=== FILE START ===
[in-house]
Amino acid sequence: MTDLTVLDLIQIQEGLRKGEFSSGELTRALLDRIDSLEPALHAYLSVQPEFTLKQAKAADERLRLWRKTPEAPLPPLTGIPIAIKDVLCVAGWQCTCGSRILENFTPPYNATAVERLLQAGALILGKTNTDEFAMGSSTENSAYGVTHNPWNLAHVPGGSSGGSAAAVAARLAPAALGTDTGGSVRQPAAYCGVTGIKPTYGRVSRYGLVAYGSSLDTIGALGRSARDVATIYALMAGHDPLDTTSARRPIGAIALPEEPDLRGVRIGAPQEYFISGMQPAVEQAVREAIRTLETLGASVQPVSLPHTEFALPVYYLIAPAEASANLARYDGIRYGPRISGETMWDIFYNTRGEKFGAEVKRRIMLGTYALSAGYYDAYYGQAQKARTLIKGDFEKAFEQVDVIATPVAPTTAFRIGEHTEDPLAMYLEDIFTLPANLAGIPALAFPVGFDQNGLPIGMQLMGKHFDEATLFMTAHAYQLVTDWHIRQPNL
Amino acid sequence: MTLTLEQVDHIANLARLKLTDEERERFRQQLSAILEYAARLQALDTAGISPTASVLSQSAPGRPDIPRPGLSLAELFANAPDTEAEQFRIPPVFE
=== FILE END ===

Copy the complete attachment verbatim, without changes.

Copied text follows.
[in-house]
Amino acid sequence: MTDLTVLDLIQIQEGLRKGEFSSGELTRALLDRIDSLEPALHAYLSVQPEFTLKQAKAADERLRLWRKTPEAPLPPLTGIPIAIKDVLCVAGWQCTCGSRILENFTPPYNATAVERLLQAGALILGKTNTDEFAMGSSTENSAYGVTHNPWNLAHVPGGSSGGSAAAVAARLAPAALGTDTGGSVRQPAAYCGVTGIKPTYGRVSRYGLVAYGSSLDTIGALGRSARDVATIYALMAGHDPLDTTSARRPIGAIALPEEPDLRGVRIGAPQEYFISGMQPAVEQAVREAIRTLETLGASVQPVSLPHTEFALPVYYLIAPAEASANLARYDGIRYGPRISGETMWDIFYNTRGEKFGAEVKRRIMLGTYALSAGYYDAYYGQAQKARTLIKGDFEKAFEQVDVIATPVAPTTAFRIGEHTEDPLAMYLEDIFTLPANLAGIPALAFPVGFDQNGLPIGMQLMGKHFDEATLFMTAHAYQLVTDWHIRQPNL
Amino acid sequence: MTLTLEQVDHIANLARLKLTDEERERFRQQLSAILEYAARLQALDTAGISPTASVLSQSAPGRPDIPRPGLSLAELFANAPDTEAEQFRIPPVFE